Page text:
The suit out of which this appeal arises was filed by Gangappa Gugwad after the death of Lochanappa in 1957 against the widow of Lochanappa, one Chanabasappa Gurubasappa Gugwad who was undisputedly taken in adoption by Lochanappa as his son in the year 1951 and Gurulingappa Gangappa Gugwad, the surviving trustee under the will of Rudrappa pleading inter alia that 'Rudrappa did not confer an absolute estate on Lochanappa in respect of his property, that the bequest made in his favour conferred upon him only a restricted life estate and that even assuming Lochanappa was an absolute owner he was entitled to it only during his lifetime and after his demise it was to revert to the plaintiff by virtue of the will and codicil.' The plaintiff appellant went on to add that it was incumbent on Lochanappa to adopt him alone and none else and any adoption in contravention of the direction in the will of Rudrappa Murigappa Gugwad was invalid and even assuming that the said direction was not mandatory, defendant No. 2 could not acquire the status of a son begotten by Lochanappa so as to claim any interest in the property of the deceased testator. The suit was contested by the widow and the adopted son, defendant No. 2 who pleaded the bar of res judicata on the strength of the judgment in the suit of 1935. The Subordinate Judge held against the defendant on that issue. He also found that the appellant was the rightful heir to the properties of the deceased testator under the will and codicil of Rudrappa after the death of Lochanappa.
4. The High Court examined the will and the letter described as codicil over again and came to the conclusion that the letter described as codicil was only an informal communication from one relation to another, that the testator had only a vague recollection of the contents of the will at the time of writing the letter from Benaras and that the order in the probate proceedings did not refer to the letter. On the basis of the will the High Court held that Lochanappa was an absolute owner of the property. The High Court further held that the decree in the suit of 1935 operated as res judicata in the subsequent suit. Referring to the first two issues framed in suit of 1935 the High Court held that there was a clear finding in the judgment in that suit that the appellant had obtained no interest under the will of Rudrappa and therefore he was not entitled to sue.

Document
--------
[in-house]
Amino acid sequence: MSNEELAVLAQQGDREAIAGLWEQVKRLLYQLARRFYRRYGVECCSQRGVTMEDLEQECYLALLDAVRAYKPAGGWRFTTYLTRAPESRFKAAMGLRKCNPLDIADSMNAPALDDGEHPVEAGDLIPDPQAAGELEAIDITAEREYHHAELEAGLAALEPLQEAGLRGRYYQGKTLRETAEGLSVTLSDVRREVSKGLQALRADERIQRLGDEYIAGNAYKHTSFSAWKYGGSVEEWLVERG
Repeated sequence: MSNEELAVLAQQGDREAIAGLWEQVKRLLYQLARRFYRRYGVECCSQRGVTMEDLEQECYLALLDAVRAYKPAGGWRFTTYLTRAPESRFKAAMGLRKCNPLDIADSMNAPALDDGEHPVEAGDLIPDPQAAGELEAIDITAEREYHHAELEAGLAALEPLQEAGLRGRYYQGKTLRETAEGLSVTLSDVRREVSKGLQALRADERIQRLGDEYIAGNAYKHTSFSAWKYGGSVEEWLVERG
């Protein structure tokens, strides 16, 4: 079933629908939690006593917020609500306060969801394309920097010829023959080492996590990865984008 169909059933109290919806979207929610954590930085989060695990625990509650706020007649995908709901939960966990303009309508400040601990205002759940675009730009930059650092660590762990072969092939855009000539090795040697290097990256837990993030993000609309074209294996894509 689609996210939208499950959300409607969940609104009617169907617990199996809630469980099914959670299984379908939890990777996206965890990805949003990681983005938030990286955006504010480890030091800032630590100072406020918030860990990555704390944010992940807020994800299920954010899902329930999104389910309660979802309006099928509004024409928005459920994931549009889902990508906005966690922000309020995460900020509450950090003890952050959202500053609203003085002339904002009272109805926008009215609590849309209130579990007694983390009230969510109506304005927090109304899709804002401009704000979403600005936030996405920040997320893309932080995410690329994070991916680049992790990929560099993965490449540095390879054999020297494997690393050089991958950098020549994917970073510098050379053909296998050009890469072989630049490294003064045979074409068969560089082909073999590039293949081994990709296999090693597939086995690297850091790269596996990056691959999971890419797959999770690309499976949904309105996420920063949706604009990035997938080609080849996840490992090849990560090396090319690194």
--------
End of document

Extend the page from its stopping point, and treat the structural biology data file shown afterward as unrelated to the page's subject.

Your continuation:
5. Before us learned Counsel for the appellant contended that in spite of the observations made by the learned Subordinate Judge in the judgment in the suit of 1935 about Lochanappa rights under the will and the document styled as codicil, the decision on the first issue went to show that the appellant's suit was premature and as such it was not necessary for the Subordinate Judge to go into the other question and his findings on issues other than the first should be treated as obiter.
6. In support of the above contention counsel for the appellant relied on the decision of the Privy Council in Shankarlal v. Hiralal A.I.R. 1950 P.C. 30. The head note in that case to which our attention was drawn reading.
Court holding that suit is not maintainable by reason of failure to comply with Section 80 Findings given on merits are obiter and do sot support plea of res judicata either in favour of or against party
seems to be misleading inasmuch as the judgment of the Board does not bear out the above proposition of law. At best the head note only records a finding by an appellate Bench of the Calcutta High Court which the Board by its own judgment did not expressly reject or uphold.
7. The appeal to the Privy Council arose out of a suit filed by one Mangtulal Bagaria for royalties due under a lease of collieries by one Popat Velji Rajdeo of which the said Mangtulal was appointed manager by the court. The defendants were the lessees under the lease or their representatives and were respondents in the appeal to the Board There the defence of the lessees was that the lease had been surrendered in July 1933. The plaintiffs challenged the surrender and also pleaded that the point was covered by res judicata. Ameer Ali, J., before whom the suit came on for hearing on the original side of the Calcutta High Court framed several issues in two groups. The first issue in Group A related to a plea of res judicata. The second issue in that group raised a question whether there was any defence apart from surrender. Group B raised questions as to the fact and validity of the alleged surrender. The plea of res judicata was based on a judgment of the Subordinate Judge of Dhanbad wherein the lessees had sued Mangtulal and some others for a declaration that the lease had been validly surrendered in 1933. The Subordinate Judge held that the suit did not lie inasmuch as notice had not been served on Mangtulal under Section 80 Civil Procedure Code, He however supported to decide other issues in the suit including one as to the sufficiency of the surrender. An appeal from the degree of the Subordinate Judge was taken to the High Court at Patna but was withdrawn against Mangtulal and the brother of the lessor and a consent decree was obtained against the two widows upholding the surrender. Ameer Ali, J. went into the question of res judicata as a preliminary issue and expressed the view :
that the decision of the Dhanbad Court had decided the same issue which had to be decided in his own court and between the same persons and parties.
In appeal from his judgment the learned Judges held that
Inasmuch as the Subordinate Judge in the Dhanbad suit had held that the suit did not lie by reason of the failure to comply with Section 30, Civil P.C., he was bound to dismiss the suit under Order 7 Rule 11 of the Code and the findings of the Court on the merits were obiter and could not support a plea of res judicata.